Discussion Settings

What makes WordPress a powerful platform is that not only can you create a dynamic website, but you can also allow dynamic discussions about the content with your visitors. Comments, the bread and butter of the discussion, can add work to your website management. Comments also can come, unfortunately, in the form of Spam. We will give you some additional information about dealing with Spam in another section. For now, here’s how to manage your Discussion Settings.

  1. Start at the Dashboard.Screen shot of WordPress Dashboard
  2. Navigate to Settings > Discussion.screen shot of discussion settings, part 1
    • The two main forms of discussion on a website are “Allow link notifications from other blogs (pingbacks and trackbacks)” and “Allow people to post comments on new articles”.
    • Comments are self-explanatory. People come to your website, read an article, and as long as you allow comments, people can write whatever is on their mind. Commenters must leave their name and email address (if you leave that setting checked). You can also require users to be registered to your site to comment. They would then need to be logged in to submit any comments. By default, you will get an email sent to the admin account of the WordPress site when someone posts a comment, or when a comment is held in moderation. You can uncheck those boxes if you do not wish to receive those emails.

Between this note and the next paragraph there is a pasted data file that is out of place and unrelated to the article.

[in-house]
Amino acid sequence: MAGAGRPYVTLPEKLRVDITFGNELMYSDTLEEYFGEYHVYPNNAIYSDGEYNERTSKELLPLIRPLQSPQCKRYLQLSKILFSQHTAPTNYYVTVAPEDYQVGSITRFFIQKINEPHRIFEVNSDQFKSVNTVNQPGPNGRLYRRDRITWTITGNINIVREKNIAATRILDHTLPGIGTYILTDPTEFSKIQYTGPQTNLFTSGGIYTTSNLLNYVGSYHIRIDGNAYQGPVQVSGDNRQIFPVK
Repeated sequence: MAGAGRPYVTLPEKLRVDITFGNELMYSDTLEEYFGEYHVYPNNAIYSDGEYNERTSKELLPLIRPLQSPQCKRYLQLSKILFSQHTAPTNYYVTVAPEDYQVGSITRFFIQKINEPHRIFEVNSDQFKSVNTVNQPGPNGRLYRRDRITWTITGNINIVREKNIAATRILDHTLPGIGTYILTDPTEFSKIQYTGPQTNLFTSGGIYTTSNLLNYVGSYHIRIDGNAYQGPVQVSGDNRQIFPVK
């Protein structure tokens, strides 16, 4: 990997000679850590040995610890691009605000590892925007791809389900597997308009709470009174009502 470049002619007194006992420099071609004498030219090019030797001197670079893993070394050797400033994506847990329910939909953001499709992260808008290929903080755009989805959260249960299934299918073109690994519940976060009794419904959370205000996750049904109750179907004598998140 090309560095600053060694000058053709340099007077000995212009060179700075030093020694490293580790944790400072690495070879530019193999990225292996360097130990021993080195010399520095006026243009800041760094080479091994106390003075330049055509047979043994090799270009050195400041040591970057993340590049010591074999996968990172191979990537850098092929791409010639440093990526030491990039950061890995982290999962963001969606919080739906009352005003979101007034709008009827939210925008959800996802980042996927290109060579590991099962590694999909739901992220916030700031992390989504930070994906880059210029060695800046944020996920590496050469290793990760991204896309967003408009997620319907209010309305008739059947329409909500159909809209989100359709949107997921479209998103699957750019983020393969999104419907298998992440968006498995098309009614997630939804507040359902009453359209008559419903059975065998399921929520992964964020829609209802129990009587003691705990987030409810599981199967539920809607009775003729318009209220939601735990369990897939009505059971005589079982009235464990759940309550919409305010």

• A comment will appear on the article (post or page) only after you approve it. If you have approved a comment author once, they will be automatically approved the next time they leave a comment on your site. If you uncheck the box labeled “Comment author must have a previously approved comment”, then all comments will appear automatically. We don’t recommend this setting.
    • You also have some control over comment moderation regarding how many links a comment contains (spammers like to put links in their “comments”). You also can filter out words, URLs, email addresses, to hold them in moderation. You can then approve them, spam them, or trash them.
    • There are also forms of discussion called link notifications. Spammers like these too. Here’s an article on the What, Why, and How-To’s of Trackbacks and Pingbacks in WordPress.
0 replies

Leave a Reply

Want to join the discussion?
Feel free to contribute!

Leave a Reply

Your email address will not be published. Required fields are marked *